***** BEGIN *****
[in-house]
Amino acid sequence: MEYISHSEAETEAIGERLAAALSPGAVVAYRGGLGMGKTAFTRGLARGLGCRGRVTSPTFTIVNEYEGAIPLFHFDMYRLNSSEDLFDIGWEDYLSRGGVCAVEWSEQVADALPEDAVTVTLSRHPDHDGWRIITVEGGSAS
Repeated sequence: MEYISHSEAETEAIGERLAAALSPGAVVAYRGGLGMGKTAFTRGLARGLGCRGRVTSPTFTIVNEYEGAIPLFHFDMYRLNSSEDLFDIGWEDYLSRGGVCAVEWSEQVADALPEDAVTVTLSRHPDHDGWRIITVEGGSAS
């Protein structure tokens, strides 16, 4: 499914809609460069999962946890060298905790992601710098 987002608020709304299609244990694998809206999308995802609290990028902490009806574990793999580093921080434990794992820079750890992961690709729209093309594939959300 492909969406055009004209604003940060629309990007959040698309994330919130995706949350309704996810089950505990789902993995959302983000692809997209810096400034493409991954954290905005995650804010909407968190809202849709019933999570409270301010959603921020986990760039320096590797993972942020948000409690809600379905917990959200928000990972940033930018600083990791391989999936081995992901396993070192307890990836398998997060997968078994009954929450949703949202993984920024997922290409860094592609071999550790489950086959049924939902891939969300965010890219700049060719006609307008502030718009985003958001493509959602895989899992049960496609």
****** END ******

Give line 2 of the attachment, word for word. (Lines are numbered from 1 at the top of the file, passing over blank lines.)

Amino acid sequence: MEYISHSEAETEAIGERLAAALSPGAVVAYRGGLGMGKTAFTRGLARGLGCRGRVTSPTFTIVNEYEGAIPLFHFDMYRLNSSEDLFDIGWEDYLSRGGVCAVEWSEQVADALPEDAVTVTLSRHPDHDGWRIITVEGGSAS